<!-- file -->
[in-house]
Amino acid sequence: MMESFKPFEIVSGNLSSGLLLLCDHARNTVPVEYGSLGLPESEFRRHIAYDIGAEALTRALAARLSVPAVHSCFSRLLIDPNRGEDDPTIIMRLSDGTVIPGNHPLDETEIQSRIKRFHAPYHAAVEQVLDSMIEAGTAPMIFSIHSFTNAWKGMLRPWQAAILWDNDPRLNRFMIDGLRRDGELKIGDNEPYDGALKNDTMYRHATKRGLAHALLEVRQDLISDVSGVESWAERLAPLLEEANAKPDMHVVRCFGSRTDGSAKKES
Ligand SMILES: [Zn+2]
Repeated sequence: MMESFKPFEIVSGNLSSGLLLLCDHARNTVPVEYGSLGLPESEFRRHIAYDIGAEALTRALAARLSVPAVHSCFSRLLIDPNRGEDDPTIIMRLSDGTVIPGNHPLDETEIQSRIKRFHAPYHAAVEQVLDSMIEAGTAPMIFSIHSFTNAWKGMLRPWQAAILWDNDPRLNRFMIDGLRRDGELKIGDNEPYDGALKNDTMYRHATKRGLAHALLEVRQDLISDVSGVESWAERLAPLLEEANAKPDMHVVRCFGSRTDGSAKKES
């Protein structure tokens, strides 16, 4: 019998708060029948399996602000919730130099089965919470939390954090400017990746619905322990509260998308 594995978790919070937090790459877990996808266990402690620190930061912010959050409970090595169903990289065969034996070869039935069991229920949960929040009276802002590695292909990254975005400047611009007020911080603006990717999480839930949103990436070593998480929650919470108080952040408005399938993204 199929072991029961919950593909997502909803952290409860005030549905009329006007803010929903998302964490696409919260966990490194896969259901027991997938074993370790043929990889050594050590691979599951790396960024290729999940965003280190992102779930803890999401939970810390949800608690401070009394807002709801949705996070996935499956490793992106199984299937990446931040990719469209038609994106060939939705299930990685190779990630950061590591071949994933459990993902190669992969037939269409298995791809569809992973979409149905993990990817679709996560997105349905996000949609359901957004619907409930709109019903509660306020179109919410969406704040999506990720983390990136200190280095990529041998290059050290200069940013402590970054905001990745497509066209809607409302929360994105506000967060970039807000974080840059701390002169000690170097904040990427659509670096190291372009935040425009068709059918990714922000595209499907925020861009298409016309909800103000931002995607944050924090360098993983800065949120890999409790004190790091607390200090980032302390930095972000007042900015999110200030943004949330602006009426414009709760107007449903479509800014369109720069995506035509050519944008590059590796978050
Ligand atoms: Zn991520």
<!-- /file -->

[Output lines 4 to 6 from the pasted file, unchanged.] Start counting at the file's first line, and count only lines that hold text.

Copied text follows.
Repeated sequence: MMESFKPFEIVSGNLSSGLLLLCDHARNTVPVEYGSLGLPESEFRRHIAYDIGAEALTRALAARLSVPAVHSCFSRLLIDPNRGEDDPTIIMRLSDGTVIPGNHPLDETEIQSRIKRFHAPYHAAVEQVLDSMIEAGTAPMIFSIHSFTNAWKGMLRPWQAAILWDNDPRLNRFMIDGLRRDGELKIGDNEPYDGALKNDTMYRHATKRGLAHALLEVRQDLISDVSGVESWAERLAPLLEEANAKPDMHVVRCFGSRTDGSAKKES
């Protein structure tokens, strides 16, 4: 019998708060029948399996602000919730130099089965919470939390954090400017990746619905322990509260998308 594995978790919070937090790459877990996808266990402690620190930061912010959050409970090595169903990289065969034996070869039935069991229920949960929040009276802002590695292909990254975005400047611009007020911080603006990717999480839930949103990436070593998480929650919470108080952040408005399938993204 199929072991029961919950593909997502909803952290409860005030549905009329006007803010929903998302964490696409919260966990490194896969259901027991997938074993370790043929990889050594050590691979599951790396960024290729999940965003280190992102779930803890999401939970810390949800608690401070009394807002709801949705996070996935499956490793992106199984299937990446931040990719469209038609994106060939939705299930990685190779990630950061590591071949994933459990993902190669992969037939269409298995791809569809992973979409149905993990990817679709996560997105349905996000949609359901957004619907409930709109019903509660306020179109919410969406704040999506990720983390990136200190280095990529041998290059050290200069940013402590970054905001990745497509066209809607409302929360994105506000967060970039807000974080840059701390002169000690170097904040990427659509670096190291372009935040425009068709059918990714922000595209499907925020861009298409016309909800103000931002995607944050924090360098993983800065949120890999409790004190790091607390200090980032302390930095972000007042900015999110200030943004949330602006009426414009709760107007449903479509800014369109720069995506035509050519944008590059590796978050
Ligand atoms: Zn991520």